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To hear a concert by pianist Tony Caramia is to hear beautiful and unexpected music. He follows his intuition, chance, a ravenous curiosity and a good ear into some wonderful musical discoveries, that open up new worlds for listeners – as well as for the students he teaches at Eastman. 

On Live from Hochstein this afternoon, Caramia is playing music that stands out for its lovely harmonies – and playful energy -  in a program called “Syncopated Sounds from Germany.” Listen above to hear him introduce you to Ernest Fischer, Erwin Schulhoff, Lothar Perl, and others.  

Aspiring orchestral musicians have long known that the road to a professional career is arduous and paved with risks. But new research from the U.K. shows that even attaining the brass ring of an orchestral job does not necessarily provide financial security. In fact, even with salaried, full-time employment, many British orchestral musicians are struggling to pay their bills.

Note: NPR's First Listen audio comes down after the album is released. However, you can still listen with the Spotify or Apple Music playlist at the bottom of the page.

Bus driving guitarist looks back on career with many turns

Apr 30, 2018

  

Guitarist Lawrence Johnson recorded the complete works of early-nineteenth century composer Fernando Sor – using equipment that the guitarist got in a trade for a Volkswagen.  He recalls, "I found out this guy and this girl, they were married – and he decided he didn’t like her anymore and he left her and took her car. But he was also a recording nut, and so he had this Revox 77.  So I said: I got a car if you want it, but I need that Revox 77. So, I got it." 

The most expensive play in Broadway history opened Sunday night. Harry Potter and the Cursed Child cost $33.5 million, runs five and a half hours long (in two parts), and has gotten rave reviews. But while it has plenty of special effects, it's actually designed for audiences to use their imagination.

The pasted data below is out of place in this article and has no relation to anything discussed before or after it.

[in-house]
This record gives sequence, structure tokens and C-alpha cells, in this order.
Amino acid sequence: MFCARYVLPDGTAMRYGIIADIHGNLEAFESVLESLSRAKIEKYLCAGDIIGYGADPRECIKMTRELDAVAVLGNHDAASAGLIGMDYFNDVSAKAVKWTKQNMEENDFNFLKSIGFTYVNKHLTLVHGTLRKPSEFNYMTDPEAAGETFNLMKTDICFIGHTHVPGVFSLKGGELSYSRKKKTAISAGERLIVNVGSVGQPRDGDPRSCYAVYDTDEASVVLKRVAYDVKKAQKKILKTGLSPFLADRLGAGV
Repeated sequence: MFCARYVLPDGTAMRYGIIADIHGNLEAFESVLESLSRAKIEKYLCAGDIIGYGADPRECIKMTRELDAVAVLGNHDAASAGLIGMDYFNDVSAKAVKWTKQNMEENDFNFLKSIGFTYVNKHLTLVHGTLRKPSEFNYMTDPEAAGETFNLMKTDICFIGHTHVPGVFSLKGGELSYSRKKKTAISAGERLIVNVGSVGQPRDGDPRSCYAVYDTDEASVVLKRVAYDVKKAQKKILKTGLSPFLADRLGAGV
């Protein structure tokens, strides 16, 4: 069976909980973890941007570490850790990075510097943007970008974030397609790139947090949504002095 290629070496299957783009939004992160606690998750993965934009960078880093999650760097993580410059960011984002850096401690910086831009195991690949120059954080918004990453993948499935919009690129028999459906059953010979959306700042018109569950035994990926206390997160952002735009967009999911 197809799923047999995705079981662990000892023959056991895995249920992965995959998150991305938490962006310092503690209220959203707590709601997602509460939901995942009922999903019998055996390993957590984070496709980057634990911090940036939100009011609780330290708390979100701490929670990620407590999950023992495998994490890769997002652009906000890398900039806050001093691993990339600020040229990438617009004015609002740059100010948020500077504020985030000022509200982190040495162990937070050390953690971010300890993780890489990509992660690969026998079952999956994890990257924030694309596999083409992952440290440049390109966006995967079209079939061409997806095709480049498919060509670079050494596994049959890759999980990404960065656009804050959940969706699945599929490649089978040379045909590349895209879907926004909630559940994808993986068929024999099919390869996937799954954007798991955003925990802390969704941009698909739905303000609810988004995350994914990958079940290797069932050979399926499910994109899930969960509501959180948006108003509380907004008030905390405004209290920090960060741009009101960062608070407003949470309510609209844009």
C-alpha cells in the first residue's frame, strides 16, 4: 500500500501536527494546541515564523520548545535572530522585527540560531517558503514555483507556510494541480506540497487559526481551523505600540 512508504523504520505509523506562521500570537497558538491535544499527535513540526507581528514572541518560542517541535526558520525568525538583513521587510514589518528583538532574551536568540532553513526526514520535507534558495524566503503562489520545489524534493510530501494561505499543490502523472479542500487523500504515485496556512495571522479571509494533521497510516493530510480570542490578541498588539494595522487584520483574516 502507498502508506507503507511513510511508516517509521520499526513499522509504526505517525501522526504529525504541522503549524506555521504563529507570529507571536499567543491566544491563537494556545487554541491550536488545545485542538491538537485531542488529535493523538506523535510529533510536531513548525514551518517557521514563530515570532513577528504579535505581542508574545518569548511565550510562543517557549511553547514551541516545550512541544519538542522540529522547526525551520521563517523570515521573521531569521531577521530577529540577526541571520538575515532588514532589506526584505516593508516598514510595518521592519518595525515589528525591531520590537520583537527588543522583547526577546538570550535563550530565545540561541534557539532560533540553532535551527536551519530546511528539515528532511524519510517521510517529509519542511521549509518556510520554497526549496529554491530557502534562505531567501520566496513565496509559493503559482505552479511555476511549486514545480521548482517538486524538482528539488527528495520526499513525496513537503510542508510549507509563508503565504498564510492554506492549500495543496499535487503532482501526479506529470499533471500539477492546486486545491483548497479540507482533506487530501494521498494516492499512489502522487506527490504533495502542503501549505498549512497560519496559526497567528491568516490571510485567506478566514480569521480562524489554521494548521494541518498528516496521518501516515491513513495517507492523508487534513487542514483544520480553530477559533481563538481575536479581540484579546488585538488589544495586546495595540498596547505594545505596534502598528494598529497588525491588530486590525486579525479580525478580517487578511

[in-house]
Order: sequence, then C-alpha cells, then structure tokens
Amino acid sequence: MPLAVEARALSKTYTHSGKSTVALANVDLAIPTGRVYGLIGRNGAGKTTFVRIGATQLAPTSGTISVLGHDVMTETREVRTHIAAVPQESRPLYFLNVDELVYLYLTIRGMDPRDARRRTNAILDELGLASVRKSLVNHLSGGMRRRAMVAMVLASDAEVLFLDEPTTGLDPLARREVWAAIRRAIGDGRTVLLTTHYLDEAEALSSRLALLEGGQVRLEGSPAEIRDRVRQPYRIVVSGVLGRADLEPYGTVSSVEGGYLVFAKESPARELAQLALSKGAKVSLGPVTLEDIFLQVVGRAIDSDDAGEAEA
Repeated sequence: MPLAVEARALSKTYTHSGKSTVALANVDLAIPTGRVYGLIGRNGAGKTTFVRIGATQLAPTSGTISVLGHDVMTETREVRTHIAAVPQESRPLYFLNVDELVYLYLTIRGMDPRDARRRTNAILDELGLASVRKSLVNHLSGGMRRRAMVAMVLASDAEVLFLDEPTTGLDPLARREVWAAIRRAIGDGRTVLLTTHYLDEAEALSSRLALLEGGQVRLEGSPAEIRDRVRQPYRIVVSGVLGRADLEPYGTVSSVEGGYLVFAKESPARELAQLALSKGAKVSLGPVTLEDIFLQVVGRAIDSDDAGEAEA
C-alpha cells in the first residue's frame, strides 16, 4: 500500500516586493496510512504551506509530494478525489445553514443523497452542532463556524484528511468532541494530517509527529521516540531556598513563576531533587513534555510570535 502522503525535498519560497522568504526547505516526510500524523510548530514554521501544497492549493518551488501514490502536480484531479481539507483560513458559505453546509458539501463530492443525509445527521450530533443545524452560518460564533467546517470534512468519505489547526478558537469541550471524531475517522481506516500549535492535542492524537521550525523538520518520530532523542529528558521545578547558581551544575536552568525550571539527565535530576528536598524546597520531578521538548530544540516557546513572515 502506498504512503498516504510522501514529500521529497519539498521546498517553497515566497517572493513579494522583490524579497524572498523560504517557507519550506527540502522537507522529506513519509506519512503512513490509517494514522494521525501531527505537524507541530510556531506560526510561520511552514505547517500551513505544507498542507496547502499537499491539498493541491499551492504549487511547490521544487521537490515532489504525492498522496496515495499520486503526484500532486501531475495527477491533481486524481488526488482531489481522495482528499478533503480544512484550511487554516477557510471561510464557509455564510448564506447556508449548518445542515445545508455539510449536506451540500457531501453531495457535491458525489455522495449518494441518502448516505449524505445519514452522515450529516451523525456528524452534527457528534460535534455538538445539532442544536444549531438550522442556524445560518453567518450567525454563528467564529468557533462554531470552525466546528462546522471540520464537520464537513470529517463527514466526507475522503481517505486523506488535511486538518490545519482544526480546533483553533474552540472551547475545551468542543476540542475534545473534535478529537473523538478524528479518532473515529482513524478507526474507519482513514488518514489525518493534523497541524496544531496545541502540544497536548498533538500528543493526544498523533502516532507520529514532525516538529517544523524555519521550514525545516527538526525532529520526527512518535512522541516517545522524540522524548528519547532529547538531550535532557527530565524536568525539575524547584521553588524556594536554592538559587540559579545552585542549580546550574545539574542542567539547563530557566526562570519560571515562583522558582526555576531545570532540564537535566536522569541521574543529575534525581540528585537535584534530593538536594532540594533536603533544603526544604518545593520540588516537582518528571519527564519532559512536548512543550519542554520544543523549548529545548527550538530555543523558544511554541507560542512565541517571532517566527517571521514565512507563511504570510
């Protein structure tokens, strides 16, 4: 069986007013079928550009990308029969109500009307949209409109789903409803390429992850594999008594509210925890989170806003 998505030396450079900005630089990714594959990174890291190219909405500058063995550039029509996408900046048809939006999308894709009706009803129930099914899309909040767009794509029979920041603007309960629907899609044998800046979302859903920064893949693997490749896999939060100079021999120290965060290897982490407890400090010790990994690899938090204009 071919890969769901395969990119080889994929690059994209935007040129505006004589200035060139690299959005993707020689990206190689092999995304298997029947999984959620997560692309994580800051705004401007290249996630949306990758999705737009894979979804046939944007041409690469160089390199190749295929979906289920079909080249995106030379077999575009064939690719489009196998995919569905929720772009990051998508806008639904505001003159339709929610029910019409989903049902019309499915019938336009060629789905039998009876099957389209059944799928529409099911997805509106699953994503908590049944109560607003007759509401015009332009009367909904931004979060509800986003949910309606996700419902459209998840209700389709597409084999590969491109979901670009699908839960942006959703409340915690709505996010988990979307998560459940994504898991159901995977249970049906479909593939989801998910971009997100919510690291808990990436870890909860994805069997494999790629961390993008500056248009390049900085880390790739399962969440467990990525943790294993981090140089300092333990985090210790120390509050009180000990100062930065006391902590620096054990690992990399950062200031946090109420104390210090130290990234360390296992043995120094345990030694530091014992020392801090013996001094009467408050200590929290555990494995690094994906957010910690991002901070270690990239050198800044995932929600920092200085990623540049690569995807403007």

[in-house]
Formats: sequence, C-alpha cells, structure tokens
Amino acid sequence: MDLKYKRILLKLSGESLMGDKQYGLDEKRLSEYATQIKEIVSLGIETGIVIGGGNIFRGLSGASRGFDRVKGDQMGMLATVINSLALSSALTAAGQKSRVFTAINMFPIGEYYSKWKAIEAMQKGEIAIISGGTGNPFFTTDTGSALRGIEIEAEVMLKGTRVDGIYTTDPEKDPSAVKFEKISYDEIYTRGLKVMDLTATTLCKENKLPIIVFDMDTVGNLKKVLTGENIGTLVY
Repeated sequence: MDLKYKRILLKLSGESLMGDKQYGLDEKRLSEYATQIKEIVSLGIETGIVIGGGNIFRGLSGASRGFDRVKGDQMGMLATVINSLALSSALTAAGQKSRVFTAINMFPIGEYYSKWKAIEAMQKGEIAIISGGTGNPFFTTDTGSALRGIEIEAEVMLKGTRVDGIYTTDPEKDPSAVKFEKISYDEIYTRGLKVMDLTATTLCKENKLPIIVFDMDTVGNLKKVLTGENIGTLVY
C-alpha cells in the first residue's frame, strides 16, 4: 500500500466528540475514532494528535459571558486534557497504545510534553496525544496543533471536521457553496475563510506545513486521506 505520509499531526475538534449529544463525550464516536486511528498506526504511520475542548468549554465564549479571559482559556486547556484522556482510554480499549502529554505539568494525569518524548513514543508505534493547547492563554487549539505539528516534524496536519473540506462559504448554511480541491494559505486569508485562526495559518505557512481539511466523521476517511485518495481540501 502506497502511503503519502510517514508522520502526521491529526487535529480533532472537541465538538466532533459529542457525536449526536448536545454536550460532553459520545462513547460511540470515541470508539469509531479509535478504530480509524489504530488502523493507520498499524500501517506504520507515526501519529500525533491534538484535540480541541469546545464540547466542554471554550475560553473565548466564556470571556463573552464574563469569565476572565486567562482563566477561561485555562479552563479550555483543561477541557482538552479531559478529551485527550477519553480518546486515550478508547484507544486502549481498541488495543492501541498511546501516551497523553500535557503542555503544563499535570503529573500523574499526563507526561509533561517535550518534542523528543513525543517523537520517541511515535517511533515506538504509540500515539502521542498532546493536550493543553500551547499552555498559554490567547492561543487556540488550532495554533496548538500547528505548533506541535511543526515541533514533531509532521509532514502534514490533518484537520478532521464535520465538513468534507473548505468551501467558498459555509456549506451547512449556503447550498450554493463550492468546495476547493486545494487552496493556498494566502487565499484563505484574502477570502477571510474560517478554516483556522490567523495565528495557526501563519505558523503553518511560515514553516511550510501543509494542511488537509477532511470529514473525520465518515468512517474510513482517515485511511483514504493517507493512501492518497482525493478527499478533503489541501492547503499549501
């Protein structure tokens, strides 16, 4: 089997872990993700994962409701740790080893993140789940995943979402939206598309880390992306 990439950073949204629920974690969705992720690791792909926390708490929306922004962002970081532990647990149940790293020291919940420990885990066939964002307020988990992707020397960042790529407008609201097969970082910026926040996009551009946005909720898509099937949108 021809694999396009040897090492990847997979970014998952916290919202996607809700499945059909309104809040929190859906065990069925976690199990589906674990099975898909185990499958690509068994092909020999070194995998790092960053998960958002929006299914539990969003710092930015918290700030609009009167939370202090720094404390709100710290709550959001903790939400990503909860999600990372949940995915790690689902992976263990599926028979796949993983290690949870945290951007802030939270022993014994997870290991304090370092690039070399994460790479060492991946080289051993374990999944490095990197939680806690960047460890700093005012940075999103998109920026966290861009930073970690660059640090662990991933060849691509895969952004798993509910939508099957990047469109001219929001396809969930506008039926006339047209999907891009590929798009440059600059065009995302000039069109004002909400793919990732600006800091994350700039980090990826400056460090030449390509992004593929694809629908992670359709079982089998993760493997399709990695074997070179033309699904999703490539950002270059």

It’s not easy for a professional musician to give up their own instrument and play with another. But in Nashville, members of the symphony are performing around the city using the “Violins of Hope” — a collection of string instruments that survived the Holocaust.

Emily Siner (@SinerSays) from WPLN has the story.

The Rochester Music Hall of Fame is hoping its new brick and mortar space will be open in time for the Xerox Rochester International Jazz Festival in June.

The Hall, which just officially welcomed its seventh class of inductees, is planning to take over a now-vacant, 1,300 square foot space at the corner of Gibbs Street and East Avenue this summer.

Arvo Pärt is one of the most popular, most performed living composers. He's beloved worldwide for his signature sound – a spacious, meditative music that tends to sound timeless.

But there's a lesser-known side to the 82-year-old Estonian's career. It's a story that can be traced in a new recording of Pärt's four Symphonies. The album is a musical journey spanning 45 years in fervently detailed performances by the NFM Wrocław Philharmonic, conducted by fellow Estonian Tõnu Kaljuste.

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"I really love Rochester. I love the simplicity. I love the sense of neighborhood. I love the fact that it's common to speak to people on the street even if you don't know them."

So says retired music teacher Teryle (pronounced “TARE-il”) Watson, who possesses a birds’ eye view of music programs across the spectrum.  

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